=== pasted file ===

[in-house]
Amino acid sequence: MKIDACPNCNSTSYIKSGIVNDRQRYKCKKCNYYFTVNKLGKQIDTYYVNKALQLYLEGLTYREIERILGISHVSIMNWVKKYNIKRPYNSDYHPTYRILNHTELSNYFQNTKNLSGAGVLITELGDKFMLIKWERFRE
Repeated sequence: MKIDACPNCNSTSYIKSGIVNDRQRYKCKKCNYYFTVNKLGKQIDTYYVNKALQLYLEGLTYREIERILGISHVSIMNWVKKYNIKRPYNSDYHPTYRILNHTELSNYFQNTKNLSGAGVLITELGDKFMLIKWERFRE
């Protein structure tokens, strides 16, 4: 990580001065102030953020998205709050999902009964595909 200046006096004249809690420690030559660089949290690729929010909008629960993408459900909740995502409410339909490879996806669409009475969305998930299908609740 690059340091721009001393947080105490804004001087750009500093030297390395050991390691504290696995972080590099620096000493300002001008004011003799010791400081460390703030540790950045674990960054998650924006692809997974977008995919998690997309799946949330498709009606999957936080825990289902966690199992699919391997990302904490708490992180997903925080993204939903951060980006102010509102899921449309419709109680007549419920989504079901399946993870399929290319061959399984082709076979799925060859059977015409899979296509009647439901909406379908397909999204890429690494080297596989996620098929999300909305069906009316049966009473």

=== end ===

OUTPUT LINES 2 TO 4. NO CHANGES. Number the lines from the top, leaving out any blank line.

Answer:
Amino acid sequence: MKIDACPNCNSTSYIKSGIVNDRQRYKCKKCNYYFTVNKLGKQIDTYYVNKALQLYLEGLTYREIERILGISHVSIMNWVKKYNIKRPYNSDYHPTYRILNHTELSNYFQNTKNLSGAGVLITELGDKFMLIKWERFRE
Repeated sequence: MKIDACPNCNSTSYIKSGIVNDRQRYKCKKCNYYFTVNKLGKQIDTYYVNKALQLYLEGLTYREIERILGISHVSIMNWVKKYNIKRPYNSDYHPTYRILNHTELSNYFQNTKNLSGAGVLITELGDKFMLIKWERFRE
């Protein structure tokens, strides 16, 4: 990580001065102030953020998205709050999902009964595909 200046006096004249809690420690030559660089949290690729929010909008629960993408459900909740995502409410339909490879996806669409009475969305998930299908609740 690059340091721009001393947080105490804004001087750009500093030297390395050991390691504290696995972080590099620096000493300002001008004011003799010791400081460390703030540790950045674990960054998650924006692809997974977008995919998690997309799946949330498709009606999957936080825990289902966690199992699919391997990302904490708490992180997903925080993204939903951060980006102010509102899921449309419709109680007549419920989504079901399946993870399929290319061959399984082709076979799925060859059977015409899979296509009647439901909406379908397909999204890429690494080297596989996620098929999300909305069906009316049966009473």